Austin Family Physician
Hepatitis C has been in the news a lot lately.
For an excellent overview of what hep C is and why it is important, read this.
Last fall, two new drugs for hep C were approved by the Federal Drug Administration. The new drugs have higher cure rates and shorter treatment durations than previous therapies. And there are even better medications coming down the pipeline. This will come as great news to those patients with hep C who have taken Interferon-based therapies without being cured, or those who have heard of the side effects of Interferon (such as fatigue, flu-like symptoms, and depression) and have opted to forego treatment.
But patients will only benefit from the new therapies if they get the new therapies.
As the article above points out, these new treatments can be very expensive. For those individuals with hep C who find the cost of the drugs, or even the copays, to be prohibitively expensive, the drug manufacturers have low or no-cost patient assistance programs.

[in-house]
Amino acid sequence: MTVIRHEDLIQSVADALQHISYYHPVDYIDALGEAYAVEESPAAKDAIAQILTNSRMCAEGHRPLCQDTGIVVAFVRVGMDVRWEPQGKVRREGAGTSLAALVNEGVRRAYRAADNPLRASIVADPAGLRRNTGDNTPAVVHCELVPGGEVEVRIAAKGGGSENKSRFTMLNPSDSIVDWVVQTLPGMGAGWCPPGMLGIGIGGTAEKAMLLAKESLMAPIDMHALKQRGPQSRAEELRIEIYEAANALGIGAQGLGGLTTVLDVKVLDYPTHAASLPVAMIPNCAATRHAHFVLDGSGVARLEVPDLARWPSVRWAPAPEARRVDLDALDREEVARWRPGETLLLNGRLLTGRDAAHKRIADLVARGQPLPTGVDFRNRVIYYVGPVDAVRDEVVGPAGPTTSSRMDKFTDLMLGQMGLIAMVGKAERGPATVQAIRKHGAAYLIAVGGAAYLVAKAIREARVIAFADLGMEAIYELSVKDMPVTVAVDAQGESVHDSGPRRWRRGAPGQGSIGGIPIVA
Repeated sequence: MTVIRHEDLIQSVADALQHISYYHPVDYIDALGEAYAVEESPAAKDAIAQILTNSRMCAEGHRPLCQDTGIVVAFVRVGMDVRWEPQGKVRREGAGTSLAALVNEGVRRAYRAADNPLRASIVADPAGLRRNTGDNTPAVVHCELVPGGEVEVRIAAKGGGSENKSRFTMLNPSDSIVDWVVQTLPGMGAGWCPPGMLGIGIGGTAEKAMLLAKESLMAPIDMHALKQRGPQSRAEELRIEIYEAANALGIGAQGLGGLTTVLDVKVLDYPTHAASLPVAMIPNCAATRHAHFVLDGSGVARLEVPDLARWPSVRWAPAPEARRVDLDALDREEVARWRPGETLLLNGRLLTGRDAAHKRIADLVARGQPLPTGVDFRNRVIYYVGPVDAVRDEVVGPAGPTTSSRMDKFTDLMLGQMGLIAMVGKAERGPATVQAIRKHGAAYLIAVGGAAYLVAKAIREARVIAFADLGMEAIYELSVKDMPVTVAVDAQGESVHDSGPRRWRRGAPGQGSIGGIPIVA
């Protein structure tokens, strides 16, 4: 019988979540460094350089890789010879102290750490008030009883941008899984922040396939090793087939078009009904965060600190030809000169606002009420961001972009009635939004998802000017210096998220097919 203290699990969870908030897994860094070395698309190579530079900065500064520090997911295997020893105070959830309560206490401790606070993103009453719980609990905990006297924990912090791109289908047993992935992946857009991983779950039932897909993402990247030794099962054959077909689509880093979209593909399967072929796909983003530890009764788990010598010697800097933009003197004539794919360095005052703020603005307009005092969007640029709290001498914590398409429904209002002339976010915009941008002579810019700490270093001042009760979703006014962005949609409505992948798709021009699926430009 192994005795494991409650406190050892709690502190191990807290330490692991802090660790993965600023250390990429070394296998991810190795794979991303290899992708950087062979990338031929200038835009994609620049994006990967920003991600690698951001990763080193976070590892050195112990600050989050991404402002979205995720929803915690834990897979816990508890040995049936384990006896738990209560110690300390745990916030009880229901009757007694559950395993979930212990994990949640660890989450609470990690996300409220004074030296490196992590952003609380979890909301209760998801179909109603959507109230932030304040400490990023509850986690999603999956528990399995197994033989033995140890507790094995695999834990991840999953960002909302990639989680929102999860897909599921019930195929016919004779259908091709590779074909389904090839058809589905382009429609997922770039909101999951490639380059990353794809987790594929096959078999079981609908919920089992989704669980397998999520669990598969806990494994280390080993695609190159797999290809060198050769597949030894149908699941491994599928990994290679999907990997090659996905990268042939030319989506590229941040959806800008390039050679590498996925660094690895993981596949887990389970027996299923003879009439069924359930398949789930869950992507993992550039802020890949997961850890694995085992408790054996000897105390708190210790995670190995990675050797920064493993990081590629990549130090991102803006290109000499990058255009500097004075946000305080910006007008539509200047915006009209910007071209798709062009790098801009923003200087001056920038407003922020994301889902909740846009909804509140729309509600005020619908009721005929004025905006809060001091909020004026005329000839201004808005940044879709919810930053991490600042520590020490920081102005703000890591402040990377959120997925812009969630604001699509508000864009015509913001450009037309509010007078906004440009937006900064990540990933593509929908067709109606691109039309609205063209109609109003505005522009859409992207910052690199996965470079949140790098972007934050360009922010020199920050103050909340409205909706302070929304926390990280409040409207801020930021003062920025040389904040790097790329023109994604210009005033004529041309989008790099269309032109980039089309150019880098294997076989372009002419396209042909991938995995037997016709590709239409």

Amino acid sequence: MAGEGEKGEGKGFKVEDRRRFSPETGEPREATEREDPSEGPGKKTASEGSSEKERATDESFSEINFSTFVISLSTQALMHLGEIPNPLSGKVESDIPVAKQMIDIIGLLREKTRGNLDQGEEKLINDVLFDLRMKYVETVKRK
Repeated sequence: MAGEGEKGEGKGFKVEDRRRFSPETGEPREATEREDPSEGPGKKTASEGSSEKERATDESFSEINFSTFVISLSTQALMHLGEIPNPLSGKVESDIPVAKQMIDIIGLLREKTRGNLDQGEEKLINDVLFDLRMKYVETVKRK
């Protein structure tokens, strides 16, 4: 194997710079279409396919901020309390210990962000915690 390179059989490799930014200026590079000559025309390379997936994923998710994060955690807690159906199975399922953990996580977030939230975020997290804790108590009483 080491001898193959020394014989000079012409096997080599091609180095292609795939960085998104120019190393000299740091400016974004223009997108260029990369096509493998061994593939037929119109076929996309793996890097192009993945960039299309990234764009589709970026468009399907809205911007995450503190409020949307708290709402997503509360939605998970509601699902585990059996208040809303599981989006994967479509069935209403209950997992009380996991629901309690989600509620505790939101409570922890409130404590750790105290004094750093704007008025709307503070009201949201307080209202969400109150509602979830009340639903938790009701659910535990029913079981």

Austin/Travis County is on the forefront of hepatitis C care. Travis County’s Community Care Collaborative received federal funding to expand capacity for specialty care. As a result, a pilot program was started to treat hep C in our safety-net clinic population. In addition, local Hepatitis stakeholders (doctors, nurses, community health workers, and hep C treatment advocates) have started a Hepatitis Workgroup to keep us connected in order to improve access to care.
Texas patients: If you were born between 1945 and 1965, ask your doctor for a one-time hep C antibody screening test, as is recommended by the Centers for Disease Control and Prevention and the U.S. Preventive Services Task Force. And if you already know you have hep C, talk to your doctor about your options for treatment.
Texas doctors: Now is the time to review your patient panel and start those conversations.
Start Testing. Start Treating. Start Curing.
If anyone is interested in hearing more about what we are doing in Austin/Travis County, or would like to learn how to become Hep C ExCeptional, contact me through MeAndMyDoctor. I'd love to hear from you.
Katharina Hathaway, MD